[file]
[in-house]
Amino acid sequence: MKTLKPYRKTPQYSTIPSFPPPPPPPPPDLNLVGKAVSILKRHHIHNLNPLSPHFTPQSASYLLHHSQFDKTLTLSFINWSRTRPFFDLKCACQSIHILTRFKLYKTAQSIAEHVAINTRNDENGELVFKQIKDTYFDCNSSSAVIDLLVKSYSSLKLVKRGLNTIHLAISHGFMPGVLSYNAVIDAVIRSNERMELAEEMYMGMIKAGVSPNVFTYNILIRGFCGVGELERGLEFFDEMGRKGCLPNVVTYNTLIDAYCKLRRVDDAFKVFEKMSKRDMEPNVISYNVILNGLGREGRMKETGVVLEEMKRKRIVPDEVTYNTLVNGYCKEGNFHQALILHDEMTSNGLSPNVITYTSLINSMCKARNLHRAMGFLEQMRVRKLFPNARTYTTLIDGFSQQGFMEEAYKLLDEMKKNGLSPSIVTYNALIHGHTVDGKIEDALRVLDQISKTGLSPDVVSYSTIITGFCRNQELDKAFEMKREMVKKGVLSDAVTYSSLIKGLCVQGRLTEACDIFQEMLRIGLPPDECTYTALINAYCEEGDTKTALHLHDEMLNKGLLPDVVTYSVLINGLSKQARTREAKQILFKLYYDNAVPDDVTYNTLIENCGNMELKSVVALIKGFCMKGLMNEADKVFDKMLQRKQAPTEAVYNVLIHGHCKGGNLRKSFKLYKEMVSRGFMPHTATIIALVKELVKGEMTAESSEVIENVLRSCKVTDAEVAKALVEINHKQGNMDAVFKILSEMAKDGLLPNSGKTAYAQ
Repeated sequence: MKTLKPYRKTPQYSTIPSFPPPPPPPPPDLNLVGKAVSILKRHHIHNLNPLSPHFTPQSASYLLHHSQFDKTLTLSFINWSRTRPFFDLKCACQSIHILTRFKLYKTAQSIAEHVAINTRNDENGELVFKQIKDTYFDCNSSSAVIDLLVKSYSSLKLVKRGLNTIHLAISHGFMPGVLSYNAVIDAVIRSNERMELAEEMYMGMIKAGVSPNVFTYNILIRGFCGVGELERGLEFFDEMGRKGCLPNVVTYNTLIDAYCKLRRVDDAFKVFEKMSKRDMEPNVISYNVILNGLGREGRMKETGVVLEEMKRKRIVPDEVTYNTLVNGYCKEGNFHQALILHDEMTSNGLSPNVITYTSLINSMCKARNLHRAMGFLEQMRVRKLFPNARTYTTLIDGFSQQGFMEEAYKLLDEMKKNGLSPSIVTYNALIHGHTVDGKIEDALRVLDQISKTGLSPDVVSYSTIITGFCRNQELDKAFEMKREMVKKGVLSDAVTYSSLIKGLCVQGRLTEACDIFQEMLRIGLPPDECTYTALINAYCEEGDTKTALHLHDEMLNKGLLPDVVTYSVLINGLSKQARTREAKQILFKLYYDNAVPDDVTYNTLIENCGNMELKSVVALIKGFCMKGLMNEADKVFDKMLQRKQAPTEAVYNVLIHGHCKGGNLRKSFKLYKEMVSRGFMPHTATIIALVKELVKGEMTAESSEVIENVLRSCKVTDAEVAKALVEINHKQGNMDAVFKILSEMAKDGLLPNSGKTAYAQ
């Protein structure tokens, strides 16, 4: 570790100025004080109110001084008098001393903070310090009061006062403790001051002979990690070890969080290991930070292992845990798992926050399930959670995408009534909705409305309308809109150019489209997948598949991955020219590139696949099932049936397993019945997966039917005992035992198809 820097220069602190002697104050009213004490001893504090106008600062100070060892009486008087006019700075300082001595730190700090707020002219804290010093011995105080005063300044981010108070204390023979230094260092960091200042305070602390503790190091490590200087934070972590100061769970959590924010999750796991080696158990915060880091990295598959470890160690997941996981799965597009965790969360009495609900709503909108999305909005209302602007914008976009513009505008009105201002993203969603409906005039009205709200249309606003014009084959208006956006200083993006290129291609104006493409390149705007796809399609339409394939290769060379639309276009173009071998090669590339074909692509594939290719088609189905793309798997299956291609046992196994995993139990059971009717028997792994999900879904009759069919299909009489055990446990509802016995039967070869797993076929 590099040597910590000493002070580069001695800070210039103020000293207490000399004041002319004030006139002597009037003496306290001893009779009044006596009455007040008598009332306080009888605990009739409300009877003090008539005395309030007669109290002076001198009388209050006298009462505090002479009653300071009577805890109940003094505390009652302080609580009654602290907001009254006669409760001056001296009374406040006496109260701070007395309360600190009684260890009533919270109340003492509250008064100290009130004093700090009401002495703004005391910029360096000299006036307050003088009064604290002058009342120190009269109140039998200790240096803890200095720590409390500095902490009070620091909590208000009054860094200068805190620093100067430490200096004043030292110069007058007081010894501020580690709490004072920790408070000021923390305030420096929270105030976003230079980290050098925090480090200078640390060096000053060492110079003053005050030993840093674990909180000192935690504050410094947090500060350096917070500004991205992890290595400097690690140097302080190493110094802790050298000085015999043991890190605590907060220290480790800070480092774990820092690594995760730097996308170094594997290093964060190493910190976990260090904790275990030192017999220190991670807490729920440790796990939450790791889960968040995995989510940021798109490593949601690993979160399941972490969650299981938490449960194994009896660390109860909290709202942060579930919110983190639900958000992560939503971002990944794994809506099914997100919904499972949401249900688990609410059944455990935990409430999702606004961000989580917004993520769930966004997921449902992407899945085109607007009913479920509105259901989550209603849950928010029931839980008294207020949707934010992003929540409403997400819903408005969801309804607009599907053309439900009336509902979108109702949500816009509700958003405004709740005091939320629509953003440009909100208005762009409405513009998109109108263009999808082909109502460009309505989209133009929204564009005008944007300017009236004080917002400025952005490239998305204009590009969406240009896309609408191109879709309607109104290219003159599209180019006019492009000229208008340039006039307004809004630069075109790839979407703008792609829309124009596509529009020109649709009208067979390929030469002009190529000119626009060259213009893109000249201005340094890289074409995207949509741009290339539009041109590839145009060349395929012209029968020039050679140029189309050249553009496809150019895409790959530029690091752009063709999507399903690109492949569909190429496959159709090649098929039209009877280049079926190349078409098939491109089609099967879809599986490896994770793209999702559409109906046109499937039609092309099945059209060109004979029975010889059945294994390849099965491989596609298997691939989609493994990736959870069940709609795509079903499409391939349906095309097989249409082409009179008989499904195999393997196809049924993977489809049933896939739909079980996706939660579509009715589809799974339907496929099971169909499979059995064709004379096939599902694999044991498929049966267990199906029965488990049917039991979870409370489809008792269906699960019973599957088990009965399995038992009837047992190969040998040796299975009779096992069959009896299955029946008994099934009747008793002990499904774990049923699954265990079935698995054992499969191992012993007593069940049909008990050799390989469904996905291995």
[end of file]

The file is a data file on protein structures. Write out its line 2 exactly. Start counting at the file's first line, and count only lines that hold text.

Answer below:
Amino acid sequence: MKTLKPYRKTPQYSTIPSFPPPPPPPPPDLNLVGKAVSILKRHHIHNLNPLSPHFTPQSASYLLHHSQFDKTLTLSFINWSRTRPFFDLKCACQSIHILTRFKLYKTAQSIAEHVAINTRNDENGELVFKQIKDTYFDCNSSSAVIDLLVKSYSSLKLVKRGLNTIHLAISHGFMPGVLSYNAVIDAVIRSNERMELAEEMYMGMIKAGVSPNVFTYNILIRGFCGVGELERGLEFFDEMGRKGCLPNVVTYNTLIDAYCKLRRVDDAFKVFEKMSKRDMEPNVISYNVILNGLGREGRMKETGVVLEEMKRKRIVPDEVTYNTLVNGYCKEGNFHQALILHDEMTSNGLSPNVITYTSLINSMCKARNLHRAMGFLEQMRVRKLFPNARTYTTLIDGFSQQGFMEEAYKLLDEMKKNGLSPSIVTYNALIHGHTVDGKIEDALRVLDQISKTGLSPDVVSYSTIITGFCRNQELDKAFEMKREMVKKGVLSDAVTYSSLIKGLCVQGRLTEACDIFQEMLRIGLPPDECTYTALINAYCEEGDTKTALHLHDEMLNKGLLPDVVTYSVLINGLSKQARTREAKQILFKLYYDNAVPDDVTYNTLIENCGNMELKSVVALIKGFCMKGLMNEADKVFDKMLQRKQAPTEAVYNVLIHGHCKGGNLRKSFKLYKEMVSRGFMPHTATIIALVKELVKGEMTAESSEVIENVLRSCKVTDAEVAKALVEINHKQGNMDAVFKILSEMAKDGLLPNSGKTAYAQ